Paladios The Four Books on Architecture, he followed the footsteps of his predecessors, Alberti and Serlio, and proposed the seven most beautiful and proportionable manners of rooms.

Theories of Proportion
Modulor
Le Corbusiers own proportioning system developed in 1942 published as: The Modulor: A HArmoniuos Measure to the Human Sale Universally Applicable to Architecture and Mechanics. : to order the dimensions of that which contains and that which is contained. He saw the measuring tools of the Greeks, Egyptians, and other high civilizations as being infinitely rich and subtle because they formed part of the mathematics of the human body, gracious, elegant, and firm, the source of that harmony which moves us, beauty.

He based the Modulor on both mathematics (the aesthetic dimension of the Golden Section and the Fibonacci Series), and the proportions of the human body (functional dimensions).

Theories of Proportion
Le Modulor
Le Corbusier saw the Modulor not as a series of numbers with an inherent harmony, but as a system of measurements that could govern lengths, surfaces, & volumes, & maintain the human scale everywhere.

## 113, 70, 43 cm 43 + 70 =113 113 + 70 = 183 113 + 70 + 43 = 226(2x113)

Theories of Proportion
Ken
The traditional Japanese unit of measure, the shaku, was originally imported form China. Originally used simply to designate the interval between two columns and varied in size, it was soon standardized for residential architecture and became an absolute measurement.

Aside as a measurement system, it evolved into an aesthetic module that ordered the structure, materials, and space of Japanese architecture.

Theories of Proportion
Ken
Two methods of designing with the Ken modular method: Inaka-ma Method The ken grid of 6 shaku determined the center-to-center spacing of columns.Therefore, the standard tatami floor mat (3 x ^ shaku or x 1 ken) varied slightly to allow for the thickness of the columns.

Kyo-ma Method The floor mat remained constant (3.15 x 6.30 shaku) and the column spacing (ken module) varied according to the size of the room and ranged from 6.4 to 6.7 shaku.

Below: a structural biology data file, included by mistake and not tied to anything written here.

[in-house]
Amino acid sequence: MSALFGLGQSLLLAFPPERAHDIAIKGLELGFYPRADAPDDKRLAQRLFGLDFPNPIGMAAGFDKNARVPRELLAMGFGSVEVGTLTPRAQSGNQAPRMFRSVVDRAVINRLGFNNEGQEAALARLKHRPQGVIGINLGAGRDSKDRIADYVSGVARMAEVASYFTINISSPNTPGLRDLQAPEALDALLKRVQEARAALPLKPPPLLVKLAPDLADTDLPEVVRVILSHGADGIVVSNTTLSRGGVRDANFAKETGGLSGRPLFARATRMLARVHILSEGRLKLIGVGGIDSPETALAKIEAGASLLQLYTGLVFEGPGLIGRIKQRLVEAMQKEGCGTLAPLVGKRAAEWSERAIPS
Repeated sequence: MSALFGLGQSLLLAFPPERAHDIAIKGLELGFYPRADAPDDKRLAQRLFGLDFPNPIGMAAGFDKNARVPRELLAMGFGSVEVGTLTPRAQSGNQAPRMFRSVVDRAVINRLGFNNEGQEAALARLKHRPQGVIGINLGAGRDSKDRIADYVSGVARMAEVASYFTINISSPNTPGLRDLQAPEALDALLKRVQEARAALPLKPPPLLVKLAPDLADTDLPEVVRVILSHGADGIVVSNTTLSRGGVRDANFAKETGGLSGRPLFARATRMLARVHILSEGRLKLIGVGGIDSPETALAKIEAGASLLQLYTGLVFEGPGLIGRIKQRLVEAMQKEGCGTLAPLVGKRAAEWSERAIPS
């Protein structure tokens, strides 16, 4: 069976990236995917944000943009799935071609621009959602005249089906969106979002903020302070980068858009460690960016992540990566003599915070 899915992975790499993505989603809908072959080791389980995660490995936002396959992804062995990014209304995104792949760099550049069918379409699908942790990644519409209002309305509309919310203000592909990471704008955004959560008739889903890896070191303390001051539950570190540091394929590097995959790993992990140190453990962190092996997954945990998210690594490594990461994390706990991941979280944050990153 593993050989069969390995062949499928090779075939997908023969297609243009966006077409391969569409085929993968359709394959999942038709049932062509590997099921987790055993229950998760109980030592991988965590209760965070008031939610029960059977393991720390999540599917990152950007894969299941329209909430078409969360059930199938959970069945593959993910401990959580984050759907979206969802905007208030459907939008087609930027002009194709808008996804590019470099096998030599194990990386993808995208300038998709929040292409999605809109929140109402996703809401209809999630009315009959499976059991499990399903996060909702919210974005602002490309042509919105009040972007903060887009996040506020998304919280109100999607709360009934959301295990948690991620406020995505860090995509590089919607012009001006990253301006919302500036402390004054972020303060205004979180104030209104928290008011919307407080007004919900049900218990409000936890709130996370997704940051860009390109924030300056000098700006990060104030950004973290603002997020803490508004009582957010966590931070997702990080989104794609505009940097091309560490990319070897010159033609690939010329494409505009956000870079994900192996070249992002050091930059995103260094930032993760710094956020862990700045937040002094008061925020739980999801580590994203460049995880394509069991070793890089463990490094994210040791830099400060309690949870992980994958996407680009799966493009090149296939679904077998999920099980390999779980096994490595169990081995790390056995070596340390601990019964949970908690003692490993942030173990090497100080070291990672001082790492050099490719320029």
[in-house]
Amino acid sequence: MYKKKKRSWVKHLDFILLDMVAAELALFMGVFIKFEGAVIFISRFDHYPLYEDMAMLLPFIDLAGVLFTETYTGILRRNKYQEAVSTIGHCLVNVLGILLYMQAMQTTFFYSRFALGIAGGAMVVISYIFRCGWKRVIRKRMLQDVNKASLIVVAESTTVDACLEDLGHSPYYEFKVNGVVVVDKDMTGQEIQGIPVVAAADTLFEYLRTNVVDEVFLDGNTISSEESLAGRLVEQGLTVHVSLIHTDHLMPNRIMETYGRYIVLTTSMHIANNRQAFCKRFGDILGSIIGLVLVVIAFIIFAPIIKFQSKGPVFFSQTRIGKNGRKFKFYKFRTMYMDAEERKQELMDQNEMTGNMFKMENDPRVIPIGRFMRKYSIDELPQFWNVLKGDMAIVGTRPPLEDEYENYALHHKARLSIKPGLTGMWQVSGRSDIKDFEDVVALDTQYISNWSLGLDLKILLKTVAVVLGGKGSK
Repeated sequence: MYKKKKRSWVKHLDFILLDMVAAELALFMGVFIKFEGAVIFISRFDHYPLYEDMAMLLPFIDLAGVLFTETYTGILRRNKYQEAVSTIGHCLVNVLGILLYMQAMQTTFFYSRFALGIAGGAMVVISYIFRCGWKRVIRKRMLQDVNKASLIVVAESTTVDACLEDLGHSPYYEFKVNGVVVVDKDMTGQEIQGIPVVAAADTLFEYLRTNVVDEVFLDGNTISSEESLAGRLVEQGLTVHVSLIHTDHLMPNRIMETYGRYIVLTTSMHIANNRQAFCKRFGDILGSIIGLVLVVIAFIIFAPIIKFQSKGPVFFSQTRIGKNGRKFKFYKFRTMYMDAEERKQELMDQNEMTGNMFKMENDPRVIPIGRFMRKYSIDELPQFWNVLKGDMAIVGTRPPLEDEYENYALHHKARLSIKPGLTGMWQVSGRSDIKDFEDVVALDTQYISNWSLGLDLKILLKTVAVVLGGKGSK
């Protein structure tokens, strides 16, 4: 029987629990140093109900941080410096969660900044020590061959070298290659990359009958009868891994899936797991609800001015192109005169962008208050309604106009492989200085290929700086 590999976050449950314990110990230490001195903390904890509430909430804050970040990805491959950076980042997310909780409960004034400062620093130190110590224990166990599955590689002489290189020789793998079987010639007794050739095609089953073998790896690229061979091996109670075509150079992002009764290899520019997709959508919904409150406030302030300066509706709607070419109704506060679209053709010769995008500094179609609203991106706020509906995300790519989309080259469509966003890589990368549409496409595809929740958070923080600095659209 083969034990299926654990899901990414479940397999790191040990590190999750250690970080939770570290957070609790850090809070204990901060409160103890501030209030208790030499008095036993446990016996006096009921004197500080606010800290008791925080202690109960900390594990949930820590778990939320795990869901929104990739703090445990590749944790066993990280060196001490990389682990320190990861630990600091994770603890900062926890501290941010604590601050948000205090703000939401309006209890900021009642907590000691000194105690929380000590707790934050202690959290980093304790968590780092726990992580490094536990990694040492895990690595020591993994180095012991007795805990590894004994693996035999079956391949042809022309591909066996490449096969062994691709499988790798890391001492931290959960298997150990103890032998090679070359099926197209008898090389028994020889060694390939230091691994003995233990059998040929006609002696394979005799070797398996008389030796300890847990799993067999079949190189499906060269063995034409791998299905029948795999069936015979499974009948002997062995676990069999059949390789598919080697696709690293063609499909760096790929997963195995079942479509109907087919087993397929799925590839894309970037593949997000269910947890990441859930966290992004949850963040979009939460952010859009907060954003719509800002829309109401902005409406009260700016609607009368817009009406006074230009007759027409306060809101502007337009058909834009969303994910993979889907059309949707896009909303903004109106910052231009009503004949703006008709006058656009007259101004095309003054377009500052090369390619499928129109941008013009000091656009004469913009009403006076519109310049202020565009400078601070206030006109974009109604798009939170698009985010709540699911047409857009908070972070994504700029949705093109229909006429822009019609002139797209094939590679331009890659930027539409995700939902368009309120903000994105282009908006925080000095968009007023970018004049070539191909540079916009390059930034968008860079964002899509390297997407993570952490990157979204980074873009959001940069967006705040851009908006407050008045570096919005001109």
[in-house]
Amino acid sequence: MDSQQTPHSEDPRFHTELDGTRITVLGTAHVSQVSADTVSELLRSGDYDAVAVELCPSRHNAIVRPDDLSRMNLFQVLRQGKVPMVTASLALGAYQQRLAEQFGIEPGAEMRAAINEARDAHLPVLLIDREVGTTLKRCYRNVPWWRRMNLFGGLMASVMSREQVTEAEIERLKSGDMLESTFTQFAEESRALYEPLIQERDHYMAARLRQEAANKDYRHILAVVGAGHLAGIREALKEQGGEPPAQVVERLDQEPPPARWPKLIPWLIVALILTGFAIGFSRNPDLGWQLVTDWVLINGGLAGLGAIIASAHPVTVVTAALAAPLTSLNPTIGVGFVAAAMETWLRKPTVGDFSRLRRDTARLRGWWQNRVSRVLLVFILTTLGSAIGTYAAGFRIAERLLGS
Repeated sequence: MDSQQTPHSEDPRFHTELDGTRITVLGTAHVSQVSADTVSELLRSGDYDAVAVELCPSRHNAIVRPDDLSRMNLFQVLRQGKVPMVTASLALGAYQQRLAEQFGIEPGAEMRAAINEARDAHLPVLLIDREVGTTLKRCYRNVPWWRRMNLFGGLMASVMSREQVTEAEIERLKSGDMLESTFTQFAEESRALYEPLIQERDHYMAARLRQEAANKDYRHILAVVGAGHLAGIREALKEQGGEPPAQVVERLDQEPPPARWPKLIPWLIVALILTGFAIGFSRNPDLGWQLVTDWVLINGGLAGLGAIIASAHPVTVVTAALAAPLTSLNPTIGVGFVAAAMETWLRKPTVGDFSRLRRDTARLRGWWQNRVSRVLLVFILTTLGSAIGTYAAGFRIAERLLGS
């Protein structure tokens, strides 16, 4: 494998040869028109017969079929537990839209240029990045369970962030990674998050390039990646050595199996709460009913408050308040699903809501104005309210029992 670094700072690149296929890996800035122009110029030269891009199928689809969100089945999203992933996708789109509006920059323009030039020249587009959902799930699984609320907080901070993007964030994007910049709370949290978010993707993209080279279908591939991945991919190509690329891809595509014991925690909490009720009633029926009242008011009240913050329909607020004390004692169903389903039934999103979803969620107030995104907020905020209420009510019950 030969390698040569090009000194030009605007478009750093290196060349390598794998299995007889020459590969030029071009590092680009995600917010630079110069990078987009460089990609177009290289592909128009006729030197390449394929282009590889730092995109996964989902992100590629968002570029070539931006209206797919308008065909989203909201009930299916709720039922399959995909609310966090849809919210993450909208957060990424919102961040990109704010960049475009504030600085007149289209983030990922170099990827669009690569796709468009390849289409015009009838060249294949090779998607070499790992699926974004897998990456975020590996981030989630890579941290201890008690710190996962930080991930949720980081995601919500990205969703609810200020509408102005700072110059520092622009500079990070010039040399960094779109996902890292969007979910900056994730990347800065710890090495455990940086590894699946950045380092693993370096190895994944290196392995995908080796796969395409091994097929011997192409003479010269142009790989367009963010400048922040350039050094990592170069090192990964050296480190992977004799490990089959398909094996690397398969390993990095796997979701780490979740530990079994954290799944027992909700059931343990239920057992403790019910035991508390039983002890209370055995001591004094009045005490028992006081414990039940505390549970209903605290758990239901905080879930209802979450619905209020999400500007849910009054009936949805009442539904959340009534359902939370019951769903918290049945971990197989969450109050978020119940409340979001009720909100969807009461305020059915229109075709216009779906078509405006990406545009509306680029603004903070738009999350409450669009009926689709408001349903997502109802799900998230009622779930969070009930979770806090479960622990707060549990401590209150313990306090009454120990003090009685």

Theories of Proportion
Anthropometrics: defined Refers to the measurement of the size and proportions of the human body.
Its applicability to the design process is seen in the physical fit, or interface, between the human body and the various components of space anthro=man, pometry=measure

Theories of Proportion
Scale Refers to how we perceive or judge the size of something in relation to something else. The entity of a space or object is being compared to may be an accepted unit or standard of measurement. In drawing, we use scale to specify the ratio that determines the relationship between the illustration it represents.

Theories of Proportion
Scale Mechanical Scale The size or proportion of something relative to an accepted standard of measurement.

Visual Scale The size or proportion an element appears to have relative to other elements of known or assumed size.
Human Scale Based on the dimensions & proportions of the human body

Activity #3/Assessment Review the ff topics: Definition of Architecture Definition of Theory of Architecture Architectural Systems of Villa Savoye Proportion & Scale Proportioning Systems Theories of Proportion